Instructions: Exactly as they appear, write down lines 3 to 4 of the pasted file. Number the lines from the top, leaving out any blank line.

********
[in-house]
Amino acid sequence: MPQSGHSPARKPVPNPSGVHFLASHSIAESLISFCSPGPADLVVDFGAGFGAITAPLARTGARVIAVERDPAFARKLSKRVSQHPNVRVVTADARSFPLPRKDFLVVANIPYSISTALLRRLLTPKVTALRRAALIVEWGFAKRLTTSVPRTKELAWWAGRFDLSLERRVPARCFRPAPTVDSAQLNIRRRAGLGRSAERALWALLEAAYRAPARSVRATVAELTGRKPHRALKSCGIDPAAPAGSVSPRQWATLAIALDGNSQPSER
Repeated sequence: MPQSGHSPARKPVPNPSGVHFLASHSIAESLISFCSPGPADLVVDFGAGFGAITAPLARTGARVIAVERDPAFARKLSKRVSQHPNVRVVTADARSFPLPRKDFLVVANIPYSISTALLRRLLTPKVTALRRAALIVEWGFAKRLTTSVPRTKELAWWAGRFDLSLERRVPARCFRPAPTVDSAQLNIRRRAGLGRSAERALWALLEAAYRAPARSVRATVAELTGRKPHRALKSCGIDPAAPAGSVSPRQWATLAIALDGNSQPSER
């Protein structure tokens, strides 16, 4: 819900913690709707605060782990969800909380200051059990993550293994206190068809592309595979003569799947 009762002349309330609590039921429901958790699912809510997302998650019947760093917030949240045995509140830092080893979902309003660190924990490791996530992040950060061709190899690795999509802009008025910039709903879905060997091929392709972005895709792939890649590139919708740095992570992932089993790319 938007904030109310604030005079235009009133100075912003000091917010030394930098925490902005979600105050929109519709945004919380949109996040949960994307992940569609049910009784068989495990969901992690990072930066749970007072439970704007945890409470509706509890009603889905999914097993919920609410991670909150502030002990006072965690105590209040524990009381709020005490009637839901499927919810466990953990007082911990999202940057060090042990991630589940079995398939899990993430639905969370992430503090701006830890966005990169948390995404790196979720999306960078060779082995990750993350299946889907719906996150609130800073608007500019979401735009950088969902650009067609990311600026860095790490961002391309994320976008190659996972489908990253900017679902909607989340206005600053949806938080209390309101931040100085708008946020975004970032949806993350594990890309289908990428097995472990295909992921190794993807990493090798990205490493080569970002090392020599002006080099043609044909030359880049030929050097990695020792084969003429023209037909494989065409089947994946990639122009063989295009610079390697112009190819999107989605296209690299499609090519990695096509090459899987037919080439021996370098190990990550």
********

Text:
Repeated sequence: MPQSGHSPARKPVPNPSGVHFLASHSIAESLISFCSPGPADLVVDFGAGFGAITAPLARTGARVIAVERDPAFARKLSKRVSQHPNVRVVTADARSFPLPRKDFLVVANIPYSISTALLRRLLTPKVTALRRAALIVEWGFAKRLTTSVPRTKELAWWAGRFDLSLERRVPARCFRPAPTVDSAQLNIRRRAGLGRSAERALWALLEAAYRAPARSVRATVAELTGRKPHRALKSCGIDPAAPAGSVSPRQWATLAIALDGNSQPSER
């Protein structure tokens, strides 16, 4: 819900913690709707605060782990969800909380200051059990993550293994206190068809592309595979003569799947 009762002349309330609590039921429901958790699912809510997302998650019947760093917030949240045995509140830092080893979902309003660190924990490791996530992040950060061709190899690795999509802009008025910039709903879905060997091929392709972005895709792939890649590139919708740095992570992932089993790319 938007904030109310604030005079235009009133100075912003000091917010030394930098925490902005979600105050929109519709945004919380949109996040949960994307992940569609049910009784068989495990969901992690990072930066749970007072439970704007945890409470509706509890009603889905999914097993919920609410991670909150502030002990006072965690105590209040524990009381709020005490009637839901499927919810466990953990007082911990999202940057060090042990991630589940079995398939899990993430639905969370992430503090701006830890966005990169948390995404790196979720999306960078060779082995990750993350299946889907719906996150609130800073608007500019979401735009950088969902650009067609990311600026860095790490961002391309994320976008190659996972489908990253900017679902909607989340206005600053949806938080209390309101931040100085708008946020975004970032949806993350594990890309289908990428097995472990295909992921190794993807990493090798990205490493080569970002090392020599002006080099043609044909030359880049030929050097990695020792084969003429023209037909494989065409089947994946990639122009063989295009610079390697112009190819999107989605296209690299499609090519990695096509090459899987037919080439021996370098190990990550």